Romney needs to talk about his Mormonism—now.

Who's winning, who's losing, and why.
Nov. 28 2006 7:11 PM

Time To Talk Mormon, Mitt

Romney needs to get past the faith issue, fast.

Mitt Romney. Click image to expand.
Mitt Romney

Mitt Romney has said that if his Mormon faith becomes an issue in his race for the presidency, he will address it at length in a speech. Does he have space on his calendar tomorrow?

John Dickerson John Dickerson

John Dickerson is Slate's chief political correspondent and author of On Her Trail. Read his series on the presidency and on risk.

The press is writing about his religion. Pollsters are asking about it, and GOP voters inevitably bring it up in any discussion of the 2008 candidates. Will his faith affect how he governs? Will it hurt his chances at winning the nomination? A debate in the blogosphere rages over Andrew Sullivan's posting of a picture of the undergarment worn by some Mormons, an act that some of the faithful have found offensive.

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When they're talking about your bloomers, it's time to clear a few things up. It's not that Romney should come clean about his clean laundry—he should please stay quiet about that—but now is the time to improve on his current approach, which has largely been to make fun of misconceptions about Mormonism. ("Take my wives, please" kinds of jokes.) If he doesn't define what his religion means to him, others will do it for him—focusing on the most loopy aspects. Constant questions and endless press coverage will get in the way of his larger task of pitching himself as the only "true conservative" in the GOP race.

Romney has also got to move fast to stop the conventional wisdom from calcifying that a Mormon can't get elected in the GOP. Romney's faith is of particular concern to evangelical voters who make up the GOP's key voting bloc—some of whom believe Romney belongs to a cult. Conservative columnist Robert Novak has said  it will be the issue that keeps Romney from winning the nomination. A recent Rasmussen poll finds that 43 percent of respondents say they will never vote for a Mormon, and 51 percent of evangelicals say that.

Romney's pitch to evangelicals is to focus on their shared values: He's pro-life, supports traditional marriage, and opposes federal funding of stem-cell research. Social conservatives who really care about those issues are highly reluctant to trust John McCain and might overcome their doctrinal qualms and support Romney. Other candidates, such as Kansas Sen. Sam Brownback or Arkansas Gov. Mike Huckabee, might be more theologically appealing, but Romney and his aides will make the case that they are unelectable.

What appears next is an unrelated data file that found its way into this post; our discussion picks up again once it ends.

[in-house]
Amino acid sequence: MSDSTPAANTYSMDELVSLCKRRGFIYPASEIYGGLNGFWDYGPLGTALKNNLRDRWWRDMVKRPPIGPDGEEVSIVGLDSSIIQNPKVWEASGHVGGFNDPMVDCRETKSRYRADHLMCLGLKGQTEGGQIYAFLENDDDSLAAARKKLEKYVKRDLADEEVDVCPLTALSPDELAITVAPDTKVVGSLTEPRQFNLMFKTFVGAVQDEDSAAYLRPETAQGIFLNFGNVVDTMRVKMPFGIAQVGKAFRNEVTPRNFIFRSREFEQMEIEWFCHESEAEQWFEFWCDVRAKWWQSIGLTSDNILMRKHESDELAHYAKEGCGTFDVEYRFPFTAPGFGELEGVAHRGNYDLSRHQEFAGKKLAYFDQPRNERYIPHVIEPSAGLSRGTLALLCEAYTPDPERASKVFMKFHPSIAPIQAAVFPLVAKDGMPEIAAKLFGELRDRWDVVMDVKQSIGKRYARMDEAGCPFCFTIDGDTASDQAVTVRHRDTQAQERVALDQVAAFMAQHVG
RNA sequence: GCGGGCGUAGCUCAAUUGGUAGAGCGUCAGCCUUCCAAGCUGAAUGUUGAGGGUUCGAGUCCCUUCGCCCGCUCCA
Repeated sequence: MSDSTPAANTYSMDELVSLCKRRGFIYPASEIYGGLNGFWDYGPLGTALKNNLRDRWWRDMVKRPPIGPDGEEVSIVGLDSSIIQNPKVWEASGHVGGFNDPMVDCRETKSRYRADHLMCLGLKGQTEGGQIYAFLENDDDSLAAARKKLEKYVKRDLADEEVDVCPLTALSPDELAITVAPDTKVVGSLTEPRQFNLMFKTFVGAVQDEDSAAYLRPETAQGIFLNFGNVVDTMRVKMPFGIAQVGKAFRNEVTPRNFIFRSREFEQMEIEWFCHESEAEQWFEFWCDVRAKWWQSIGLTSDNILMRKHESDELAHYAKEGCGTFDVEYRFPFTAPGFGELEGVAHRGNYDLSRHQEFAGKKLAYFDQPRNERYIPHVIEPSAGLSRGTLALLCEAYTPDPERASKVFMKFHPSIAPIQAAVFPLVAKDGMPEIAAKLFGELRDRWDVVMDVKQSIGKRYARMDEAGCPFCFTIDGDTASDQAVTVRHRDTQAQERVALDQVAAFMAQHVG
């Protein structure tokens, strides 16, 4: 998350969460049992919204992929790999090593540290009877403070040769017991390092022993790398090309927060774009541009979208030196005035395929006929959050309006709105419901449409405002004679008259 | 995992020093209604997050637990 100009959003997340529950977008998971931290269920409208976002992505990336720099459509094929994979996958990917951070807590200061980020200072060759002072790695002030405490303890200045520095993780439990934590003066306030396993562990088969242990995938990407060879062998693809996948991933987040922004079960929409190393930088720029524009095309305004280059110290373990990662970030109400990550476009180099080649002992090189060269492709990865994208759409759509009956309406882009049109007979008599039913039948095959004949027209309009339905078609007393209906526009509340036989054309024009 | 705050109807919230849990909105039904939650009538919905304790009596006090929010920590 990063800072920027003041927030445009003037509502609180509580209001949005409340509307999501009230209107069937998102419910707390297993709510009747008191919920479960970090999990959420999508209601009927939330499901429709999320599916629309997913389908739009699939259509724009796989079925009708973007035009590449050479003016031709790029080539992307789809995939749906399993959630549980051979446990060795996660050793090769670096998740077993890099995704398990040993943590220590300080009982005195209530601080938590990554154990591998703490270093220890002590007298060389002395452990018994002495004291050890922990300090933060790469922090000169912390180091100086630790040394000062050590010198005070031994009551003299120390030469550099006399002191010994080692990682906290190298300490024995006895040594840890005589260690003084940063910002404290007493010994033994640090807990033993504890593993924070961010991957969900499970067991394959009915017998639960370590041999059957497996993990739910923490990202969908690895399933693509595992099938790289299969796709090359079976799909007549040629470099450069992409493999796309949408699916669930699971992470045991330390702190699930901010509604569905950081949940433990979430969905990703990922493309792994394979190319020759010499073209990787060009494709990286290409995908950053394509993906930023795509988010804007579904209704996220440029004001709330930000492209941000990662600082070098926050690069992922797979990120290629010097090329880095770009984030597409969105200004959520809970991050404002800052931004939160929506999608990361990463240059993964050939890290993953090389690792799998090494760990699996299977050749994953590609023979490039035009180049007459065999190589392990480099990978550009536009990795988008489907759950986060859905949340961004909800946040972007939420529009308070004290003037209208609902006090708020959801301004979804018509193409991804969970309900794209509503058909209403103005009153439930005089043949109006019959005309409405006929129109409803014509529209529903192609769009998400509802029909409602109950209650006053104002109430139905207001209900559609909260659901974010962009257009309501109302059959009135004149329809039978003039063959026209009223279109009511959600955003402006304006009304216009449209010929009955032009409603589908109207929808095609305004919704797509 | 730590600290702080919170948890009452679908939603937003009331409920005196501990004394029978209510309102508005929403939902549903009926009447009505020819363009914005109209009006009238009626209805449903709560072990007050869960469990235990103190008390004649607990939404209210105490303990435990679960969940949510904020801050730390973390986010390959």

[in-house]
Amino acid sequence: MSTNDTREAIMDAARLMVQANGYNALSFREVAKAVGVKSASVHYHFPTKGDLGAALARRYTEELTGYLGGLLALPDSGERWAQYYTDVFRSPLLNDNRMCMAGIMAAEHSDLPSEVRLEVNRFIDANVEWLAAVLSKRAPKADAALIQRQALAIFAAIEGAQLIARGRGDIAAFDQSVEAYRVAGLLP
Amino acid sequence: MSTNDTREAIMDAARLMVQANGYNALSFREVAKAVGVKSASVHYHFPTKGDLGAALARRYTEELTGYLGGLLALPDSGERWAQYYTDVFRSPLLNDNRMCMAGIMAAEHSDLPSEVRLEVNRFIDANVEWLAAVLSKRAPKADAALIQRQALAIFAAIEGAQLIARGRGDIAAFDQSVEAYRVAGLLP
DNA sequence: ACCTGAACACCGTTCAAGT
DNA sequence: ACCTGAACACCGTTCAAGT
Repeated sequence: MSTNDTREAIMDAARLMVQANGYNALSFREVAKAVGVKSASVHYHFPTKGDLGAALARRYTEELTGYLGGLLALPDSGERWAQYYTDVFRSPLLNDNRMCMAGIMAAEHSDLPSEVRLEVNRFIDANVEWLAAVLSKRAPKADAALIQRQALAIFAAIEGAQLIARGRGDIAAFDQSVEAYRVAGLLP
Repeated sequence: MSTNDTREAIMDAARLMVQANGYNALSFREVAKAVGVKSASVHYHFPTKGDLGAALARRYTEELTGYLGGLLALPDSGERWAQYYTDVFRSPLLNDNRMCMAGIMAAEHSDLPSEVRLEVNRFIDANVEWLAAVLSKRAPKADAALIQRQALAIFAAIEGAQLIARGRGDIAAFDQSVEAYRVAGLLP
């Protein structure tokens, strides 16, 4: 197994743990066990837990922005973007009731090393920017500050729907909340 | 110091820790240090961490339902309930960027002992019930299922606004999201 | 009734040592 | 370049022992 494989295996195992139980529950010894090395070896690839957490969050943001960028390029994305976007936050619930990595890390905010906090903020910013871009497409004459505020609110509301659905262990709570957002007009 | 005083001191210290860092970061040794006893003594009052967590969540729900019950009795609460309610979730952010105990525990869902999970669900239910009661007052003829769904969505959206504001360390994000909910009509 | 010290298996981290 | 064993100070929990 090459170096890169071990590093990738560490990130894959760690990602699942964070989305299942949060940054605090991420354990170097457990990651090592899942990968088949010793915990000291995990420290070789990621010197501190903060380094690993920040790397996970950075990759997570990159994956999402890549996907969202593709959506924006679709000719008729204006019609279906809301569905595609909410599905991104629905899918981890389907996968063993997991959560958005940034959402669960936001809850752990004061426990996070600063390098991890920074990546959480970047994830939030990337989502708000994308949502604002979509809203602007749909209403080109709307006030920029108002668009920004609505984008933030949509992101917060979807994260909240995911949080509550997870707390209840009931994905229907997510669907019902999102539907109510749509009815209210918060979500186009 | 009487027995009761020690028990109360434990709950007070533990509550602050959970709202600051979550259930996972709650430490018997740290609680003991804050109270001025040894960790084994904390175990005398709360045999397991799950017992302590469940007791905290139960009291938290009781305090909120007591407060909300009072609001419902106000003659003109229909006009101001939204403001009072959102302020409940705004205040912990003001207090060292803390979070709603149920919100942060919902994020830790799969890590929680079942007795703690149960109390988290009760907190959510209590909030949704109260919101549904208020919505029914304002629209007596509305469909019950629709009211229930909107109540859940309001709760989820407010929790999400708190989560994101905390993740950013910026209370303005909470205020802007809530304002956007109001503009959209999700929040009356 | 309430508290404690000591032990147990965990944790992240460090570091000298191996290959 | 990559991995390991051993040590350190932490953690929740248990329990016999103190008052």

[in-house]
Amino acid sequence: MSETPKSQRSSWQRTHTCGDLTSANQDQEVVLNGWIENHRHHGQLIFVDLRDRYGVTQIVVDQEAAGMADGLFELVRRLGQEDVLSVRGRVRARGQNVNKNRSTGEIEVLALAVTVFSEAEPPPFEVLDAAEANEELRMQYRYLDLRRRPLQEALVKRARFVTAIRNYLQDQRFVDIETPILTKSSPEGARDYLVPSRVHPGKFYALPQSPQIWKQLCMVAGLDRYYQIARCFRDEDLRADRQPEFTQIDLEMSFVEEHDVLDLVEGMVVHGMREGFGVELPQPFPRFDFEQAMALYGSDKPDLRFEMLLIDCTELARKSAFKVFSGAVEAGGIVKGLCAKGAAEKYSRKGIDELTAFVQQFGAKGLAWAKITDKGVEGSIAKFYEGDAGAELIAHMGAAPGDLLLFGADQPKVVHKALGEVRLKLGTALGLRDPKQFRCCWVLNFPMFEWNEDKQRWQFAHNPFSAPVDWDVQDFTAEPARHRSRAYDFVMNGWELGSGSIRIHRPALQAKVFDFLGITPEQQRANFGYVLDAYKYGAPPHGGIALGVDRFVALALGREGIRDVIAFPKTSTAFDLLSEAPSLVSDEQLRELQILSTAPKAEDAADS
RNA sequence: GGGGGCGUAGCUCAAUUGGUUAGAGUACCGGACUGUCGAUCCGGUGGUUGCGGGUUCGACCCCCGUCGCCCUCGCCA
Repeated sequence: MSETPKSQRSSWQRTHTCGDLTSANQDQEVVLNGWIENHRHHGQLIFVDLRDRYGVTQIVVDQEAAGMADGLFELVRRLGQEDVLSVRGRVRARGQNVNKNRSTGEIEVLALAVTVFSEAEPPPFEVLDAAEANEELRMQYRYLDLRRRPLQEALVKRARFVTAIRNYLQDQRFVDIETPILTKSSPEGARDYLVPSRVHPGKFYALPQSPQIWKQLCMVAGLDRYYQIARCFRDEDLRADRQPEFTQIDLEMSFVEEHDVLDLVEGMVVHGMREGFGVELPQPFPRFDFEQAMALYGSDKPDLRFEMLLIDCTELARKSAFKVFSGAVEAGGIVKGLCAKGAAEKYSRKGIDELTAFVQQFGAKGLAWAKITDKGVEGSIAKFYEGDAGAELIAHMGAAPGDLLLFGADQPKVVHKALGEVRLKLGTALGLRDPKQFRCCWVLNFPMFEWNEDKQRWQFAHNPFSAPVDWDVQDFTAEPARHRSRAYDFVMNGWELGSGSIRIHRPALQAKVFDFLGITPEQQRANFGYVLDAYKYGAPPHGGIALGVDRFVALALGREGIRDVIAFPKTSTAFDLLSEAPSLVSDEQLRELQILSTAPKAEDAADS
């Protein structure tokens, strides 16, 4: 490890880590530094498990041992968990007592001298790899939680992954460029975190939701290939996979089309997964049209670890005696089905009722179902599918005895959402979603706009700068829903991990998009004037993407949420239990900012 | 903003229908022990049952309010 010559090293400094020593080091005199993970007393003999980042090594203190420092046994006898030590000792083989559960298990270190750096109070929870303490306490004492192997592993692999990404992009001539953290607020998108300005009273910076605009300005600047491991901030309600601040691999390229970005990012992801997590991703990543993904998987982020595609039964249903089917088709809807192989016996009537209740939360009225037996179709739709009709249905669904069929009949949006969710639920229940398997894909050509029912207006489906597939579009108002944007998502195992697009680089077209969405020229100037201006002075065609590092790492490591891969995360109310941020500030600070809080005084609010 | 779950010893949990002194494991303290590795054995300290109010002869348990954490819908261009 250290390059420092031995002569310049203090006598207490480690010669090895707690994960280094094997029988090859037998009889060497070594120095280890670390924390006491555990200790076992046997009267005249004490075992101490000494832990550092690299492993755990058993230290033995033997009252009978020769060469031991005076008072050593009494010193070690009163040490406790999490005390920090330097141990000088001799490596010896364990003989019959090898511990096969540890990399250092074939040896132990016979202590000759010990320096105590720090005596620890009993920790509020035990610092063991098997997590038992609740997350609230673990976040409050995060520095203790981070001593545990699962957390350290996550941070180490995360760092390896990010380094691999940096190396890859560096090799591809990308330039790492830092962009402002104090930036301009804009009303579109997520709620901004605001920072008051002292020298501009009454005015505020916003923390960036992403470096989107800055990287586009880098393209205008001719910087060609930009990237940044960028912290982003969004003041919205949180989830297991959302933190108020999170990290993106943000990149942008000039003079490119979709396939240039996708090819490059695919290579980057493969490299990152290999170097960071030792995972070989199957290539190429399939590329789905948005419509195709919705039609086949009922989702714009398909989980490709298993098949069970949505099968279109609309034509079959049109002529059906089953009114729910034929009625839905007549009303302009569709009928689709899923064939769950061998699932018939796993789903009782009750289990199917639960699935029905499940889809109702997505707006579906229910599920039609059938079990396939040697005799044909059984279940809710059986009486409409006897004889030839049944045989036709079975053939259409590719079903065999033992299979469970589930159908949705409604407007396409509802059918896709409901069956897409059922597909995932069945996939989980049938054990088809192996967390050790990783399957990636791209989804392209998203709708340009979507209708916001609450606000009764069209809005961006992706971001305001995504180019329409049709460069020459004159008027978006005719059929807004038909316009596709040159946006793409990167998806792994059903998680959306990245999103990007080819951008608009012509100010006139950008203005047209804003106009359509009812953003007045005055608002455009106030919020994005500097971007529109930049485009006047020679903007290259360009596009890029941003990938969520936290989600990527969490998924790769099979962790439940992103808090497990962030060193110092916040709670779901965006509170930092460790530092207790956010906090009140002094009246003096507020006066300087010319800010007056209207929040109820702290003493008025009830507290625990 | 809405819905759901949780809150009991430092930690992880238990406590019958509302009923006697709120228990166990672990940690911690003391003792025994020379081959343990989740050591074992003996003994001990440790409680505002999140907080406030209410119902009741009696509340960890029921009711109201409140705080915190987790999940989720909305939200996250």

Some evangelicals argue the question of Romney's Mormonism is being overblown. But Romney and his advisers in the evangelical community are smart enough to know that it has to be addressed aggressively. The governor has been hard at work pitching this message behind the scenes, particularly in South Carolina, the site of a crucial early GOP primary and where he has made a programmatic effort to court local religious leaders. He has held nine meetings with leaders of Pentecostal, Charismatic, and Southern Baptist congregations. In those meetings, according to one person involved in the campaign, Romney has been asked whether he believes in Jesus Christ and his resurrection (yes) and whether the Mormon church will rule his decision-making (no).

In meetings with regular voters, the questions have been comical. In May, at a meeting with the Christian Alliance in Iowa, Romney was asked if his faith's prohibition against drinking alcohol would keep him from supporting ethanol, the gasoline substitute produced from corn, a key state crop. "I don't put it in my body," he said, "but I will put it in my car."

In October, Romney hosted more than a dozen evangelical leaders in his living room for a lunch of soup and sandwiches. The group included Franklin Graham, Richard Land, president of the Southern Baptist Convention's Ethics and Religious Liberty Commission * and perhaps the most influential religious lobbyist in the country, and former GOP presidential candidate Gary Bauer. The discussion of his Mormon faith passed quickly. Instead, the group focused on issues such as foreign policy, abortion, gay marriage, and judges. Jerry Falwell told Romney that 10 years ago he would have cared where a candidate went to church, but now he cares what the candidate believes.

Address the Mormon issue, and move on: That's what the Romney camp hopes will happen when he gives his public speech. But talking about these issues in public will be tricky. First, it's one thing to answer questions about Christ. It's another to proclaim your faith in him at length and in public, if you consider your faith a largely private matter. Plus, Romney will have to say enough to inform the confused and comfort the fearful, but not so much that he has to answer doctrinal questions for the rest of his candidacy about exaltation and undergarment.

Romney and his advisers compare the speech he will give to John Kennedy's appearance before the Houston Ministerial Association in which he addressed concerns about his Catholicism by talking about "an America where the separation of church and state is absolute." Romney can't say exactly that, since many of the supporters he's courting think the doctrine of separation of church and state is not enshrined in the Constitution and has been used by liberals to take religion out of public life. Plus, he's not asking that his faith not be an issue. He wants it to be an issue. He's running on it, but he wants to be the one to draw the line marking where his faith ends.

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